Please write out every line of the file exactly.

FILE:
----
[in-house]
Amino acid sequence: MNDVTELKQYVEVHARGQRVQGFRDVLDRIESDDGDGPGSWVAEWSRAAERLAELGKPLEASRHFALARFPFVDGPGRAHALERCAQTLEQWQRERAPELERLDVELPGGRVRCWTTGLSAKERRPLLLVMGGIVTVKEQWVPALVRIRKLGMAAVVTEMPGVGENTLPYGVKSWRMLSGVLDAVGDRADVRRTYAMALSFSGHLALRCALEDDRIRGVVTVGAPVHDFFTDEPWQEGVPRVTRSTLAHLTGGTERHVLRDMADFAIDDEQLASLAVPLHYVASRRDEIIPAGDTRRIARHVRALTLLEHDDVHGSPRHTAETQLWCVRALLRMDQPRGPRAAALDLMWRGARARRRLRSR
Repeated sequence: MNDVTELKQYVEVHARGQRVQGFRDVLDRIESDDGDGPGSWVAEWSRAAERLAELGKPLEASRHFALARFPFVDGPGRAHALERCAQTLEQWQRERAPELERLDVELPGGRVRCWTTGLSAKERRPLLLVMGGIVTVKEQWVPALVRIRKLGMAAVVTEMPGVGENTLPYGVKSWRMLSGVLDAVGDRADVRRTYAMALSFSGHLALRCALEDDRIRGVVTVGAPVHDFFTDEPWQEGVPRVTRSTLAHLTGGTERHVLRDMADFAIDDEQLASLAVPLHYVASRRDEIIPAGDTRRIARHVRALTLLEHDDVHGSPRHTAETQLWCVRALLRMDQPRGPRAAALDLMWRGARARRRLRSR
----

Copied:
[in-house]
Amino acid sequence: MNDVTELKQYVEVHARGQRVQGFRDVLDRIESDDGDGPGSWVAEWSRAAERLAELGKPLEASRHFALARFPFVDGPGRAHALERCAQTLEQWQRERAPELERLDVELPGGRVRCWTTGLSAKERRPLLLVMGGIVTVKEQWVPALVRIRKLGMAAVVTEMPGVGENTLPYGVKSWRMLSGVLDAVGDRADVRRTYAMALSFSGHLALRCALEDDRIRGVVTVGAPVHDFFTDEPWQEGVPRVTRSTLAHLTGGTERHVLRDMADFAIDDEQLASLAVPLHYVASRRDEIIPAGDTRRIARHVRALTLLEHDDVHGSPRHTAETQLWCVRALLRMDQPRGPRAAALDLMWRGARARRRLRSR
Repeated sequence: MNDVTELKQYVEVHARGQRVQGFRDVLDRIESDDGDGPGSWVAEWSRAAERLAELGKPLEASRHFALARFPFVDGPGRAHALERCAQTLEQWQRERAPELERLDVELPGGRVRCWTTGLSAKERRPLLLVMGGIVTVKEQWVPALVRIRKLGMAAVVTEMPGVGENTLPYGVKSWRMLSGVLDAVGDRADVRRTYAMALSFSGHLALRCALEDDRIRGVVTVGAPVHDFFTDEPWQEGVPRVTRSTLAHLTGGTERHVLRDMADFAIDDEQLASLAVPLHYVASRRDEIIPAGDTRRIARHVRALTLLEHDDVHGSPRHTAETQLWCVRALLRMDQPRGPRAAALDLMWRGARARRRLRSR